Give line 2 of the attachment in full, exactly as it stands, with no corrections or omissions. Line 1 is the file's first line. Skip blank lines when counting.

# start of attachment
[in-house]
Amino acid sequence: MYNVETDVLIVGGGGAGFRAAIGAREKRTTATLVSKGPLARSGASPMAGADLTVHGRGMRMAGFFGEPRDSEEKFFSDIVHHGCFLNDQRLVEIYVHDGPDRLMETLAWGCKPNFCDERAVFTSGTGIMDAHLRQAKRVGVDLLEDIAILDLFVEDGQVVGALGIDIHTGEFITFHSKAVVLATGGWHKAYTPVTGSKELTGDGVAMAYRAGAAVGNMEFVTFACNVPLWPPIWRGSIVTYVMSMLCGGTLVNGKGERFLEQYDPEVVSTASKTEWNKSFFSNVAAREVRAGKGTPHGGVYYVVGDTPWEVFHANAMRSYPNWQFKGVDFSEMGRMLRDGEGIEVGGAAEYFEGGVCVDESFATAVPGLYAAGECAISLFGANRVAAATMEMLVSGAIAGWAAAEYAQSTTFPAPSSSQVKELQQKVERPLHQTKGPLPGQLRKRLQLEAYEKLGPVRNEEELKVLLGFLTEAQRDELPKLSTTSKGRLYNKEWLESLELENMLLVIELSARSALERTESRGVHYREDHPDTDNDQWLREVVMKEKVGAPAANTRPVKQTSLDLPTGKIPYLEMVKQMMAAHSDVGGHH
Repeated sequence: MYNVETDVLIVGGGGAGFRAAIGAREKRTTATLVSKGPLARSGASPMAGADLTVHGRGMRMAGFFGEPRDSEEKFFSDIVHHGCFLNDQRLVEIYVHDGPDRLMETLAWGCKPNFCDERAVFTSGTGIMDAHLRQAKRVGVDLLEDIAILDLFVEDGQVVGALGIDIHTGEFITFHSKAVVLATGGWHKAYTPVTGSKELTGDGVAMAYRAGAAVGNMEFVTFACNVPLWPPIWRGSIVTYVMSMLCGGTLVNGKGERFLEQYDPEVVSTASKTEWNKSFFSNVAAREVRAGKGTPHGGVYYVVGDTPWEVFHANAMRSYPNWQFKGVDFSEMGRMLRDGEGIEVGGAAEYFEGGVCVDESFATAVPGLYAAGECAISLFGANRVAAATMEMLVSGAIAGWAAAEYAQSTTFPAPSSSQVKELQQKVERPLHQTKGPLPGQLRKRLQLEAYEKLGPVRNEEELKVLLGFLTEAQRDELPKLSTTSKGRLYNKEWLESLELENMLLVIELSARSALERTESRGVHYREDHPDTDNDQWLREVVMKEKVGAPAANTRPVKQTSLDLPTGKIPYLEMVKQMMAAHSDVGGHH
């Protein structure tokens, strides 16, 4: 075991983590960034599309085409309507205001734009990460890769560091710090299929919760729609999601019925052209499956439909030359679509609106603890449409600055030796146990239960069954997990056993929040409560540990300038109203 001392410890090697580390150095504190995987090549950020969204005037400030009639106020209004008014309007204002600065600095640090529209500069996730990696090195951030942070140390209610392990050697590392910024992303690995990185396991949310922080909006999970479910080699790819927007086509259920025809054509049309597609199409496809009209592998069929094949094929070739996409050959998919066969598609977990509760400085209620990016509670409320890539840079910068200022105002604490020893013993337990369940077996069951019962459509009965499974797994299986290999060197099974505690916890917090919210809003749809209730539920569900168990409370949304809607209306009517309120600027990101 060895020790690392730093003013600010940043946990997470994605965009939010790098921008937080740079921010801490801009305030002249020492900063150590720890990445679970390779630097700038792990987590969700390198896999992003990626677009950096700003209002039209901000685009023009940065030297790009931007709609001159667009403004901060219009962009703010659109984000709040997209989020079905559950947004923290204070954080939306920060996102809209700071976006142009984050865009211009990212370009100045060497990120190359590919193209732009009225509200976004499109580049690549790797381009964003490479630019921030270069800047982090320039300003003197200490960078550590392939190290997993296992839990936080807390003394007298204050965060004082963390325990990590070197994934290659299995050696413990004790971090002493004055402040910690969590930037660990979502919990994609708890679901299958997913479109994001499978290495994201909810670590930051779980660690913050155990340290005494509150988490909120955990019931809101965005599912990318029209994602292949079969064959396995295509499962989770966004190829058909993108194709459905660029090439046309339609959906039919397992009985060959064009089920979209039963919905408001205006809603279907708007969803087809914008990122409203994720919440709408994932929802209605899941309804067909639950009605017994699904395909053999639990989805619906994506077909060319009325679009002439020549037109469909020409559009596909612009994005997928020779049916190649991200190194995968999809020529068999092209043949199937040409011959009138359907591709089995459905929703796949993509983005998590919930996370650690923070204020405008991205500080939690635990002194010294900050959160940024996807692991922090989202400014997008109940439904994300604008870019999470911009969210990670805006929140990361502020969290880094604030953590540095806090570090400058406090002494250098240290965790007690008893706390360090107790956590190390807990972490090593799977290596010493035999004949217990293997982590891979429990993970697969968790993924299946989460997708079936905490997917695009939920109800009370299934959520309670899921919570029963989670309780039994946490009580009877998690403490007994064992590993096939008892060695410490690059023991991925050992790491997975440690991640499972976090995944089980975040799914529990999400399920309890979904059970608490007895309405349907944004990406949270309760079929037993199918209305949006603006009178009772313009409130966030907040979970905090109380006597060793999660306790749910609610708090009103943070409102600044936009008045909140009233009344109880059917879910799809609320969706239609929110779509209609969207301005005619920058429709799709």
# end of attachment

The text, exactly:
Amino acid sequence: MYNVETDVLIVGGGGAGFRAAIGAREKRTTATLVSKGPLARSGASPMAGADLTVHGRGMRMAGFFGEPRDSEEKFFSDIVHHGCFLNDQRLVEIYVHDGPDRLMETLAWGCKPNFCDERAVFTSGTGIMDAHLRQAKRVGVDLLEDIAILDLFVEDGQVVGALGIDIHTGEFITFHSKAVVLATGGWHKAYTPVTGSKELTGDGVAMAYRAGAAVGNMEFVTFACNVPLWPPIWRGSIVTYVMSMLCGGTLVNGKGERFLEQYDPEVVSTASKTEWNKSFFSNVAAREVRAGKGTPHGGVYYVVGDTPWEVFHANAMRSYPNWQFKGVDFSEMGRMLRDGEGIEVGGAAEYFEGGVCVDESFATAVPGLYAAGECAISLFGANRVAAATMEMLVSGAIAGWAAAEYAQSTTFPAPSSSQVKELQQKVERPLHQTKGPLPGQLRKRLQLEAYEKLGPVRNEEELKVLLGFLTEAQRDELPKLSTTSKGRLYNKEWLESLELENMLLVIELSARSALERTESRGVHYREDHPDTDNDQWLREVVMKEKVGAPAANTRPVKQTSLDLPTGKIPYLEMVKQMMAAHSDVGGHH